Stirring the Pot: Border to Border is an ambitious goal

As originally posted on Blandin eNews...

My first thought as I write this column is to offer best wishes to the Office of Broadband Development staff as they review, rank and select projects for Border-to-Border grant funding.  Clearly the staff will be living in very interesting times over the next 90 days!  From the outside looking in, I am happy to be on the outside.

Over the past weeks, I have done a number of presentations to rural groups and individuals thinking about broadband.  The broadband grant eligibility map, with the large patches of unserved red areas, is always a great discussion starter.  The scope of the challenge seems overwhelming.  In contrast, most of the coverage maps supplied by the 2017 grant applicants document projects that cover very small areas – neighborhoods to townships.   The small coverage area exceptions are the wireless proposals.

Border-to-border is an ambitious goal.  One township at a time with wired services will take a long time.  The wired solution at least brings clarity as to which addresses receive service.  The wireless maps show seamless coverage, but I have heard from far too many rural residents that the wireless services “available” in their area cannot be used due to topography or tree cover.  The fiber projects promise Gigabit capabilities (some only on the download side) while the wireless projects commit to symmetrical 100 Mb services.

No matter how wise the choices of the Office of Broadband Development and the DEED leaders, we know that more than half the projects will not receive funding this year leaving communities and providers hoping for future funding.

 

Stirring the Pot: Good luck grant applicants

Originally posted on Blandin eNews

It’s now September and I want to wish “good luck!” to our MN Twins, Vikings and Gophers as they seek this fall, in the words of Gopher coach PJ Fleck, to be “elite!”

Much more importantly, I want to wish good luck to the many communities that are putting the final touches on their Border to Border Broadband grants.  I have been keeping close watch on more than a few of these efforts as communities work in different ways with broadband providers to submit winning applications.  These community efforts prove the wisdom of two famous quotes.  The first is Seneca’s “Good luck is preparation meeting opportunity.”  The other is Edison’s “Genius is 99% perspiration and 1% inspiration!”  I know that most every grant applications will have had both plenty of preparation and perspiration motivated by both inspired leaders and a necessary grant program.

In fact, many communities know that just finding a quality broadband provider partner requires some luck, especially those on the short end of the stick!   With decisions about match levels, grants versus loans, market development efforts and subscription drives, everyone is trying to thread the needle to put forth the required public support to satisfy providers’ ROI requirements and to protect the public interest.  For those working to support a competitive provider, we are seeing sophisticated use of GIS mapping as they attempt to thread an even smaller needle on unserved and underserved considerations and CAF2/ACAM funded areas, plus anticipate prospective incumbent provider challenges.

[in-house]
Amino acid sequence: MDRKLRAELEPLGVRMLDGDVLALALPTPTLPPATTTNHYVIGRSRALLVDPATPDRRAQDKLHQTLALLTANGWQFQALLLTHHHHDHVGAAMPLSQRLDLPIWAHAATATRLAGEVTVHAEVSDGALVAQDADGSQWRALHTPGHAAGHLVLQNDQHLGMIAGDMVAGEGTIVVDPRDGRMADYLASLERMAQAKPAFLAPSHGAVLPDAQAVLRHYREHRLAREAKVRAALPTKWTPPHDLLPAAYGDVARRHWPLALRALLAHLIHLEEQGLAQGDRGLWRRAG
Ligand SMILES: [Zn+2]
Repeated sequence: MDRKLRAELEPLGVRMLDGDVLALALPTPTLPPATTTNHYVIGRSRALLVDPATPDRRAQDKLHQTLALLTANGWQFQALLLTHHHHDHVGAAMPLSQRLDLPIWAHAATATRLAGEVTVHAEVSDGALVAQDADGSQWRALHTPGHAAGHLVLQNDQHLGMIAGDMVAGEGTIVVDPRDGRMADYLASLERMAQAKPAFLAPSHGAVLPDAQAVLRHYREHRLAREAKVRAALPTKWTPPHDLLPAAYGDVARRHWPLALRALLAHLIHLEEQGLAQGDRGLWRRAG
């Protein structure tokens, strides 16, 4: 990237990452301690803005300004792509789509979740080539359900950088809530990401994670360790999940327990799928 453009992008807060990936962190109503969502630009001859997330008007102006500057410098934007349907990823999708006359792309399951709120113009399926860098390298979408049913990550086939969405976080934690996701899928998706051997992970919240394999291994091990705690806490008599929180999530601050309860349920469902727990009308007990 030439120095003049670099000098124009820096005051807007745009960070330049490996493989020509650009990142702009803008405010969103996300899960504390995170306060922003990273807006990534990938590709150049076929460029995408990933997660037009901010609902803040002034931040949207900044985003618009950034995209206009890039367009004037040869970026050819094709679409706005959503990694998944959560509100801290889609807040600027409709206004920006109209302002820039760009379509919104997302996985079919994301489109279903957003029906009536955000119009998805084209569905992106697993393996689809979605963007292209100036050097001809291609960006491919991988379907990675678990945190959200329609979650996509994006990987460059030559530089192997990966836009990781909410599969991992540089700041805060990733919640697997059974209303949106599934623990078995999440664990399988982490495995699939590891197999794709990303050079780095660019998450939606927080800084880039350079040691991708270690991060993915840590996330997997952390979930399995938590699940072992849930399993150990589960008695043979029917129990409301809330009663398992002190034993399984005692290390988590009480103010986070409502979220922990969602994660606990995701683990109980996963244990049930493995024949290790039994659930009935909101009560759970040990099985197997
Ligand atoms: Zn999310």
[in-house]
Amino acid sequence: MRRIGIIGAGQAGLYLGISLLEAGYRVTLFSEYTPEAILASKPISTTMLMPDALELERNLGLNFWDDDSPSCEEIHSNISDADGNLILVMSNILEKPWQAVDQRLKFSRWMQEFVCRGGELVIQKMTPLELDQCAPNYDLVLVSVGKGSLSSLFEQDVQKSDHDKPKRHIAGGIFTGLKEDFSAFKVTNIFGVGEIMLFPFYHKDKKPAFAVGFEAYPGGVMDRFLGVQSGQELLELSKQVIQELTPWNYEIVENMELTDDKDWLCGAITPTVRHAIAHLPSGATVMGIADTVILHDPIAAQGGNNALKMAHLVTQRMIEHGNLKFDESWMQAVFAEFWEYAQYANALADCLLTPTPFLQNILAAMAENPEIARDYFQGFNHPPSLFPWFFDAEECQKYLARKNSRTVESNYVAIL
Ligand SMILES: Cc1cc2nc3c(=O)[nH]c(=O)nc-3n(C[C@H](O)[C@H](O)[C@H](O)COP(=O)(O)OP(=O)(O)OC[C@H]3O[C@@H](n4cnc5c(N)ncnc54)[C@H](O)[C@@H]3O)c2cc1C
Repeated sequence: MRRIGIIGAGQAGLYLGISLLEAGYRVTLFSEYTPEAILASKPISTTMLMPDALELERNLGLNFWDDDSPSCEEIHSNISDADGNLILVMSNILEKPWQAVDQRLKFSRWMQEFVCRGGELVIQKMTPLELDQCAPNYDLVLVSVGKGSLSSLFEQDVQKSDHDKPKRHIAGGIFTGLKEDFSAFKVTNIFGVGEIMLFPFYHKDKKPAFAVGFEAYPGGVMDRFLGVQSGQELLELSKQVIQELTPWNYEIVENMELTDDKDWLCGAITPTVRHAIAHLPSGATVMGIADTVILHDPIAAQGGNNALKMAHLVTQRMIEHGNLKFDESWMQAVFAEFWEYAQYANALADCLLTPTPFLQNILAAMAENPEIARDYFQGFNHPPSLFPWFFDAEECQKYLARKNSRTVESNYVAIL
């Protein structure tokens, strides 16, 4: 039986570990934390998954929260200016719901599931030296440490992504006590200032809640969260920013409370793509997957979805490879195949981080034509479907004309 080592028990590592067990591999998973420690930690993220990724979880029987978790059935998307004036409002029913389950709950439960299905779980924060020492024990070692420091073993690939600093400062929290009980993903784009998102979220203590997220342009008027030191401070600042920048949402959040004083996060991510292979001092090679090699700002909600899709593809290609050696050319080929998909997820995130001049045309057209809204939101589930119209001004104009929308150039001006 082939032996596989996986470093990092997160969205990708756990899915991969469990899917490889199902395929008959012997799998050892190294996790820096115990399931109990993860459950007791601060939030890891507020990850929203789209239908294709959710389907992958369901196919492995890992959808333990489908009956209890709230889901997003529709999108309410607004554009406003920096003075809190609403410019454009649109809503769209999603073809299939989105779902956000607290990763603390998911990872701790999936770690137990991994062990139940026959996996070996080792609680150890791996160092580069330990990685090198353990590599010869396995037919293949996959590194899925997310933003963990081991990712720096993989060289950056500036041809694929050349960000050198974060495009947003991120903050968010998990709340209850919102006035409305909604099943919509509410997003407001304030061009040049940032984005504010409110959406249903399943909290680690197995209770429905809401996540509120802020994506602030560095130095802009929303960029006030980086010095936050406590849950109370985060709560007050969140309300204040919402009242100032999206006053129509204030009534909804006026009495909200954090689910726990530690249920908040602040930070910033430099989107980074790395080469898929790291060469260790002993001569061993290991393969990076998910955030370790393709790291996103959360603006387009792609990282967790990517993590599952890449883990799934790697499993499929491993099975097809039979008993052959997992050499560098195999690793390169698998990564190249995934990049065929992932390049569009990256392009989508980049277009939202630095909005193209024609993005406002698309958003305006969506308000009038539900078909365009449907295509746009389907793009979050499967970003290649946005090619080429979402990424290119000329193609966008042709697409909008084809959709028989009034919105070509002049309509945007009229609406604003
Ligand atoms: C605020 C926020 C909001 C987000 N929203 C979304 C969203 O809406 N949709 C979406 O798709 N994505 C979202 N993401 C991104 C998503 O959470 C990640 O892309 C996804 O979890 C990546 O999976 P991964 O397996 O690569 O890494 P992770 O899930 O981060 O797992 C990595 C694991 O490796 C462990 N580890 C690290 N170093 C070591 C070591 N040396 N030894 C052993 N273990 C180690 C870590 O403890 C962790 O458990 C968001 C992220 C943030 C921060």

I am counting on the staff at DEED OBD to rely not on luck, but instead on their good judgment (which I know they have in abundance).  I offer them my best wishes as they dig through what is sure to be far more funding requests than funds available.  They will need to sort through legislated criteria, program rules and technical and financial considerations.  That would be a tough job.  As I write this, I realize that maybe they could use some luck to add to their judgment and likely perspiration!

And when grant announcements are made, I will appreciate the joy that select Minnesotans will feel when they learn that their road, neighborhood, township or county has been funded for broadband improvements.  Personally, I prefer the projects that cover large geographic areas like counties or, at a minimum, multiple townships.  I fear when I see haphazard, incomplete infrastructure deployment – down one road, but not the next, maybe next year, maybe not.  While one area wins with unlimited FTTH, while across the road they may have “scalable” 25/3 or quite possibly less or nothing.  This is not really statewide broadband infrastructure planning and deployment; it’s more like a broadband lottery.  I think that we can do better.

Finally, rather than hoping for luck, I have high hopes that early next year, state policy makers will see that Minnesota’s efforts on rural broadband are incomplete.  The emerging regional broadband coalitions and the anticipated large number of 2017 unfunded grant applications make this fact self-evident.  Further state resources will be required to create the ubiquitous, world-class broadband networks that are the necessary platform for rural economic vitality and quality of life.

 

 

Stirring the Pot: A look at the broadband crisis

Originally posted on Blandin eNews...

A short time ago, I heard Andrew Cohill of Design Nine (www.designnine.com) describe the “broadband crisis” faced by communities poorly served with broadband.  The intensity of the truth in that statement is illuminated as I listen to rural residents describe their daily broadband challenges caused by some variable combination of availability, price, reliability, data caps and other service limitations.  Rural people of all ages, incomes and education levels are increasingly stymied as they try to live complete lives.